9. 9. 2012!Engagement!@!Scale!Survey!Report! Integration'of'Social'Disciplines' We were interested to learn whether social practices inside and outside of the enterprise were being meaningfully integrated in any way. Similar to our findings regarding the engagement status, the majority of members indicated there was no meaningful integration to date among the survey participants. In aggregate, essentially 96% of the respondents indicated there was no meaningful integration between what the company was doing externally (e.g., social media outreach, customer and supplier communities) and internally with their social collaboration platforms. That said, 45% indicated there was intent to explore this at a future date.2 !!!!!!!!!!!!!!!!!!!!!!!!!!!!!!!!!!!!!!!!!!!!!!!!!!!!!!! ! 2 !Respondents!answered,!“Not!yet,!Not!at!this!time,!On!the!roadmap,!Not!for!the!time!being,!etc.)! ! 9!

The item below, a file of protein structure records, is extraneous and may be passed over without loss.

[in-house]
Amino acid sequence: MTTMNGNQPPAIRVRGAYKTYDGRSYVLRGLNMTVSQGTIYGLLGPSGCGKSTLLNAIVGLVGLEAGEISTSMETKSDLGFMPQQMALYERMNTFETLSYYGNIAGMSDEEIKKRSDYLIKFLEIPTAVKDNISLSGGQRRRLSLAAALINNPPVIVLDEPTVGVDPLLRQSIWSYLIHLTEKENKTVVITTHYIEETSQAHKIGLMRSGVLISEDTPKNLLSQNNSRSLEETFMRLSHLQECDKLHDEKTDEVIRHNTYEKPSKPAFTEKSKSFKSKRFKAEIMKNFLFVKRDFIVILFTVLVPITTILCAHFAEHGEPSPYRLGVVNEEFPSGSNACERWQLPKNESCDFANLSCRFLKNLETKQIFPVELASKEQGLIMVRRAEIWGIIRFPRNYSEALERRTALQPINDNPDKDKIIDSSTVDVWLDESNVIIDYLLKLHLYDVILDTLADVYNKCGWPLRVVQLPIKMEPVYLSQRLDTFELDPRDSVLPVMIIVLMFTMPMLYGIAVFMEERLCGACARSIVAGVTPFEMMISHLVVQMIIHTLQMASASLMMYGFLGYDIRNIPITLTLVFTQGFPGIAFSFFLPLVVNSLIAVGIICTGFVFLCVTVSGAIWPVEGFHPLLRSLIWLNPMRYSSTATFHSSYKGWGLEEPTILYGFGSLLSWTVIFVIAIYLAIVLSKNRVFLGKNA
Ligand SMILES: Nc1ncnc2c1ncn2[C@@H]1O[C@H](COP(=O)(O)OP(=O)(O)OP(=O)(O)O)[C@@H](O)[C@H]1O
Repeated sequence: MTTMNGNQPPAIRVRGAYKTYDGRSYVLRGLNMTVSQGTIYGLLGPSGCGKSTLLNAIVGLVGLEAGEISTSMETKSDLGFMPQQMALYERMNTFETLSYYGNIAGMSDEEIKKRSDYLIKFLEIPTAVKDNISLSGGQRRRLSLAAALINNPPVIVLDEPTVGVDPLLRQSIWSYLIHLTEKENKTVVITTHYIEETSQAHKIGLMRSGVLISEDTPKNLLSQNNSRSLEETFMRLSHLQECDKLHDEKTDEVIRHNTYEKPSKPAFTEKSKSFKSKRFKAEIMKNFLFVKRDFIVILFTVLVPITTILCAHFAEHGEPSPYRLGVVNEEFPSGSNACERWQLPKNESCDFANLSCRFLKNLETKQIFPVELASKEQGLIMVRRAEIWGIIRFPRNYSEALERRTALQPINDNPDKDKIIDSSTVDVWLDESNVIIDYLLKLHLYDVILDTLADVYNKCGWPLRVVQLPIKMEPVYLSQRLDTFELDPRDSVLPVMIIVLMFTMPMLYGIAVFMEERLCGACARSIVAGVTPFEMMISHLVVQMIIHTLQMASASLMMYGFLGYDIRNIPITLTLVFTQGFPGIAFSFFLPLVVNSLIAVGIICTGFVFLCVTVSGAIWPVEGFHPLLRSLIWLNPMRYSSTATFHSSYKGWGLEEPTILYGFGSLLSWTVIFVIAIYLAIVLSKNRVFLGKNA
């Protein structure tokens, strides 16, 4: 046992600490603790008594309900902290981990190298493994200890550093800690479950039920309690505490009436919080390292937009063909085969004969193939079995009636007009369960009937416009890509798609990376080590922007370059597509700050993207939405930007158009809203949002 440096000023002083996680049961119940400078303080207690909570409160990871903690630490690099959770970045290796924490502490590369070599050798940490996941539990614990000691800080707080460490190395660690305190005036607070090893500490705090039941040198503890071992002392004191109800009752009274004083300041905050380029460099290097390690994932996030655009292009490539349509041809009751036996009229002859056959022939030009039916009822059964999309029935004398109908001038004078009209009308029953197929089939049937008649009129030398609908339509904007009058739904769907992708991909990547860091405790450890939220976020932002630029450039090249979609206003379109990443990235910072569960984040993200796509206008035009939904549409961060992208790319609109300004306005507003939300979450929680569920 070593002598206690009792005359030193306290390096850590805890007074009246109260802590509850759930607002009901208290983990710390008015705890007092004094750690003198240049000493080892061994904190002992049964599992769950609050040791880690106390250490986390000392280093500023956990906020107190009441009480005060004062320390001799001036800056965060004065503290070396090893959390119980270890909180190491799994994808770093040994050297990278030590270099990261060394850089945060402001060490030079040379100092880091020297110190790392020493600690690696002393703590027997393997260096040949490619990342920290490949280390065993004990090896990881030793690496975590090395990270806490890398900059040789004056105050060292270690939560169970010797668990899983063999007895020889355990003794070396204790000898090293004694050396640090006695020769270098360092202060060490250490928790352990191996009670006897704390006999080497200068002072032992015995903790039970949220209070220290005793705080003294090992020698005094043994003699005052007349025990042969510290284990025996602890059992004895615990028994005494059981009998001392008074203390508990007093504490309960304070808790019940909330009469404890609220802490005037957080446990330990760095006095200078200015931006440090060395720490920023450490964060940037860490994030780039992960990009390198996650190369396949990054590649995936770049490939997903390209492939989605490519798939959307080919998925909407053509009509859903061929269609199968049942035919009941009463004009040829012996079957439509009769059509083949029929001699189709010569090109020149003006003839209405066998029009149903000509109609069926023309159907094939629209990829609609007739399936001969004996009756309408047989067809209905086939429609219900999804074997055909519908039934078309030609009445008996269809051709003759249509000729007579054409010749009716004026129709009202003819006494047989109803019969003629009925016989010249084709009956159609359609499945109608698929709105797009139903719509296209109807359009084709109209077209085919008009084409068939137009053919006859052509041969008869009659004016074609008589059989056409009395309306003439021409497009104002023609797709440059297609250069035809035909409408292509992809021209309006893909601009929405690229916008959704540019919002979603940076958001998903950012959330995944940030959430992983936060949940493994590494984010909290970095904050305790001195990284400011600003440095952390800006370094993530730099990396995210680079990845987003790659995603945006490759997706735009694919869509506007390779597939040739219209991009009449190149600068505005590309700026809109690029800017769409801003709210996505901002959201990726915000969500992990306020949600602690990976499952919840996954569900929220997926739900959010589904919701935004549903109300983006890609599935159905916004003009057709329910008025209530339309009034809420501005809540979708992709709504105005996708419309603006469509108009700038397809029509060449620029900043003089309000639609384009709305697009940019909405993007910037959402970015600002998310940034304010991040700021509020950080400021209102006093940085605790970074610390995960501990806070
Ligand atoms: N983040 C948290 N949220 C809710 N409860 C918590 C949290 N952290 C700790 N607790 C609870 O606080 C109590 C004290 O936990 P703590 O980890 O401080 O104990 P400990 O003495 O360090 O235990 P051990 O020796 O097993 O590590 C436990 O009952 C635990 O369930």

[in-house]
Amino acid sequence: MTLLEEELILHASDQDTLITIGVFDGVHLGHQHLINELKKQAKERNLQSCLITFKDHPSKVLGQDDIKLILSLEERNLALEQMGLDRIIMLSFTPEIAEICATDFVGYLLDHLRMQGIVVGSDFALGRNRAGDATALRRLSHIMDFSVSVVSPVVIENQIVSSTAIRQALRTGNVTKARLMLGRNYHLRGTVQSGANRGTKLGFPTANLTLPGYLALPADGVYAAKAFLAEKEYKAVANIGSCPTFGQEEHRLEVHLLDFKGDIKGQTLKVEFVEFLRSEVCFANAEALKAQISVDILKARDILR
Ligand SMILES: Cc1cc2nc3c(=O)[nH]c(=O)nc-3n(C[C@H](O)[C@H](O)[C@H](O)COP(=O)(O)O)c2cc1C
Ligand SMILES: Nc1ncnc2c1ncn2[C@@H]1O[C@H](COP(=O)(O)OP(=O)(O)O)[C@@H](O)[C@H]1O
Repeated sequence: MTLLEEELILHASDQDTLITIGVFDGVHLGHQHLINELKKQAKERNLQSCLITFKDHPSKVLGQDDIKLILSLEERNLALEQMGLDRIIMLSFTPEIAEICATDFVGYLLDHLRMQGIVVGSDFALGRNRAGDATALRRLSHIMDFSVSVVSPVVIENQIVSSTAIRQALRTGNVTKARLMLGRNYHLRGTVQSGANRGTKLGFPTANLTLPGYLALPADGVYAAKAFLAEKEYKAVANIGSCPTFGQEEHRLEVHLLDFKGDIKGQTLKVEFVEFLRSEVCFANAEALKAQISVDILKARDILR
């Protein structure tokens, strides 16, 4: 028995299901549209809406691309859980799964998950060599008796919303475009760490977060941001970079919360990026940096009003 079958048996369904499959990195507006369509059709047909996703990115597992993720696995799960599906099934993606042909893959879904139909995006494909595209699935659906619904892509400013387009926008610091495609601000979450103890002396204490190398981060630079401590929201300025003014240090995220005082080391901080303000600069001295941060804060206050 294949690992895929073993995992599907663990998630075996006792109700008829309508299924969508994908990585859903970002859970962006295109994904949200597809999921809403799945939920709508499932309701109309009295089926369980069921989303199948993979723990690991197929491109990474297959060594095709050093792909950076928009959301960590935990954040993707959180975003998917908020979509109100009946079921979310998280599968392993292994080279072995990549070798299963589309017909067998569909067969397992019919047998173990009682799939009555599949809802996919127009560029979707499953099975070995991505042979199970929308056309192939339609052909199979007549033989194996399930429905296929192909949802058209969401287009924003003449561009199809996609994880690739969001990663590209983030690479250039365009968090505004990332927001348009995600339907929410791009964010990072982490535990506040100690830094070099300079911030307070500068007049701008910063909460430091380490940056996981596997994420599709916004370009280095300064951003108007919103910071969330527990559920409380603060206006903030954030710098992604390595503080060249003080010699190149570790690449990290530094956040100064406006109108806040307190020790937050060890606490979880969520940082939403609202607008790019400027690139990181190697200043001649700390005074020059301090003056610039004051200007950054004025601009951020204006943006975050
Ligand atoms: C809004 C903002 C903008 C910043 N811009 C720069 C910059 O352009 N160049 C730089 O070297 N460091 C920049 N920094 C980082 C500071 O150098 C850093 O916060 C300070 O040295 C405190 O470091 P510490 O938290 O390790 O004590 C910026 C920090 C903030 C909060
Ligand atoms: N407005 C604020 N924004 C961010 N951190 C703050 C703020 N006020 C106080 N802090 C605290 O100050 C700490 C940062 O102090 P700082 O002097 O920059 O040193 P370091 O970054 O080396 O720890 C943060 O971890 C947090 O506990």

10. 10. 2012!Engagement!@!Scale!Survey!Report! Additional'Insights' We asked if there were any additional comments members could add regarding their current state of engagement. The comments below are representative of the variety of responses we received. • It’s been more difficult to engage employees than previously assessed! • Change management is hard; keep fighting! :) • Work in progress. IT doesn't understand the true 'social' collaboration. • Lots and lots of lurkers, but small percentage of people brave enough to participate. Middle management is the biggest barrier and the least willing to adopt it or see value in it. • It is growing, but extremely difficult to grow beyond 50%. Change management and investment of resources to handhold the remaining audience for adoption is not available. I think we are at least 3 years away from complete adoption after being in production for 3 years. • As one of the advocates for the installation of the platform, it is frustrating how it is not being promoted internally. Its akin to having a telephone system installed where only 10% of employees get a phone or are even told about the existence of phones! • It is changing the way we work and truly flattening the organization. Trust and transparency are key to the success of this effort. • Leadership is lacking involvement. The culture here has fear of retribution. You do not have permission NOT to know. Employees rarely discuss issues or ask for help openly. Silos are prominent. We are focused on changing those behaviors and mindsets but need the support from the leadership team in order to move the needle. • Huge potential - conservative adoption - top management reluctance to "release" another new initiative. Traditional challenges in a somewhat conservative industry and company • Adoption is very slow. Users are having a hard time understanding the value of the initiative for their daily work. • Adoption has been influenced at different times by regulatory control, confidentiality concerns and internal transformation pressures. Summary' As expected, change moves slowly through the billion-dollar, multinational enterprise. Yet the realization that such a large percentage of our survey participants still have yet to interest 80-90% of their targeted user base in working socially and collaboratively on social collaboration platforms is illuminating. From our vantage point, this report accurately reflects the state of current engagement among the largest enterprises in the world. It’s important to note, however, that our members collectively view their initiatives as successful. None have indicated abandoning the trajectory toward full deployment or scaling back their initiatives. This report brings to light their concerns, yet does not diminish their optimism toward ultimately transforming their organizations to become truly, end-to-end social businesses.3 !!!!!!!!!!!!!!!!!!!!!!!!!!!!!!!!!!!!!!!!!!!!!!!!!!!!!!! ! 3 !See!Social!Maturity!at!Scale:!From!Evangelism!to!Engagement,!Dachis!Group,!June!14,!2012,! http://bit.ly/PNUkpt! ! 10!